TOMÁS HALÍK IN PORTUGAL
BY DANIEL T. GOMES
It was on November 22nd that Czech author and Catholic theologian Tomáš Halík held an autograph session for his latest book, Diante de Ti, Os Meus Caminhos, (“Before You, My Ways”) in a small, discrete bookshop in Lisbon. At the time, my knowledge of this renowned author was next to none: I knew he was a Catholic author popular among Portuguese Protestant circles, which is not all too common, and that our magazine had previously covered three of his works that had been translated to Portuguese by Paulinas; namely, A Noite do Confessor (Night of the Confessor), O Meu Deus é Um Deus Ferido, and Quero Que Tu Sejas (I Want You to Be). He had also done us the courtesy of signing a portrait of him made by one of our collaborators, the talented artist Vitor Marini.
But besides that, I did not really know what to expect. I walked in the bookshop on that Thursday afternoon and saw him in person for the first time: he was sitting at a desk set up for him that afternoon, right at the bookshop’s entrance, casually talking with some ladies who probably had come to see him as well. Nothing about him stood out, really – and yet, that was precisely what stood out about him. He was dressed normally, without any blaring signs of ecclesiastical pomp. His “entourage,” as far I could tell, consisted only of a very understanding lady who acted as his translator. It was refreshing to see a foreign author so widely regarded by our audience in this way: up close and personally.
“I hit rock bottom, and that was precisely where God was.”
– Tomáš Halík
In our brief exchange, Halík was always polite and understanding, despite him being seemingly tired and weary. He signed my copy of the book with a smile on his face, and the impression he left on me was better than I could have anticipated – and yet, I walked out of the bookshop still knowing nothing about him, about his past, about his struggles and his accomplishments. To me, he was still just “a really cool author to meet.”
Upon reading his biography, however, I have a much better understanding of the man I met that day. Now I realize that on that Thursday, in that Paulinas bookshop, and for but a couple of minutes, I spoke with a paragon of modern Christianity. The story of Tomáš Halík, as he so accurately puts it in his latest book, is deeply intertwined with the history of modernday Bohemia, a history of oppression that he helped transform into a present of freedom and openness.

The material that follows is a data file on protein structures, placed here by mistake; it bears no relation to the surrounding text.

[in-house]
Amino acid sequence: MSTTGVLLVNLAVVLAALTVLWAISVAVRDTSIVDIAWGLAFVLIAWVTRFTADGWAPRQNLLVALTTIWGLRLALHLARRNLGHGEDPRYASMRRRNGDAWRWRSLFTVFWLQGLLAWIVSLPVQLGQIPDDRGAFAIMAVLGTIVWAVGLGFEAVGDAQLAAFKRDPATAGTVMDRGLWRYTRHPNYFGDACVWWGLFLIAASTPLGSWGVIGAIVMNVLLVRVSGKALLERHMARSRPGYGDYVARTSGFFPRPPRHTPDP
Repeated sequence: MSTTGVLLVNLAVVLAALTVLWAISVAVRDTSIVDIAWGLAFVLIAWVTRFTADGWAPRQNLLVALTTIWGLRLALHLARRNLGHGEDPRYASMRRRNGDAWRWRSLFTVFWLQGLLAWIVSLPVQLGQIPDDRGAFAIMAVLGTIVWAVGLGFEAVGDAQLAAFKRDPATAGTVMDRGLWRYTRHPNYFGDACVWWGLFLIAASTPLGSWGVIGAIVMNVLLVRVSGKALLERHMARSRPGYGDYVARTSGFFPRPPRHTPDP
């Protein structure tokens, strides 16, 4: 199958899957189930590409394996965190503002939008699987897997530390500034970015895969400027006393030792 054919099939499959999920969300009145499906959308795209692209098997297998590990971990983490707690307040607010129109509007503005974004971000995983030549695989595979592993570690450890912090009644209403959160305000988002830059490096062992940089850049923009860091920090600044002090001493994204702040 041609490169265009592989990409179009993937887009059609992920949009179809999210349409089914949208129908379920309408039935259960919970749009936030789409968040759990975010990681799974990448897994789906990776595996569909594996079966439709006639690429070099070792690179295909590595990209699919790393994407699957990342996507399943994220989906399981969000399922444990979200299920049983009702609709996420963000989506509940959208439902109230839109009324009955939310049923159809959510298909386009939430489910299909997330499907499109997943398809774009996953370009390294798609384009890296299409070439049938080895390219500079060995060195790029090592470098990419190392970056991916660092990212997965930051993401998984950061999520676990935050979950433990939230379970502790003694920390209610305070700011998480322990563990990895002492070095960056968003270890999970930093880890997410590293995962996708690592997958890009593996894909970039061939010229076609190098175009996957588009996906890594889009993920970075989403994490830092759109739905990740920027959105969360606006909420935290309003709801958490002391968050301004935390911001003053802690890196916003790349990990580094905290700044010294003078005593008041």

In this book, Halík presents us his life, from his early childhood in Czechoslovakia to his current activity, including his first visit to Lisbon. Halík describes in stunning detail the oppression of the Soviet Communist regime in which he was raised, and how he came to know Christ and to become a member of the “underground” Catholic Church in his country. With a boldness akin to that of the first Christians, Halík became one of Bohemia’s foremost dissidents, working closely with some of the greatest names in the opposition to the regime, such as Václav Havel and Oto Madr. Throughout the years, his courage and intellect helped him endure persecution by the secret police and help thousands of people recover from life-threatening addiction.
Since the Velvet Revolution, Tomáš Halík has continued to work hard towards the Church’s growth, both in his home country and abroad. He has emphasized the vital importance of a mutual respect and acceptance among the different branches of Christianity and the necessity of fostering inter-religious dialogue. Though he remains a college professor in Prague, he still finds time to travel the world and to write. It is no wonder, therefore, that we may find him a bit weary at an autograph session, in a Lisbon bookshop; he still continues to persevere on the many paths God has set for him, and to forge a legacy that transforms lives – with this book serving as a faithful and inspiring testament of just that.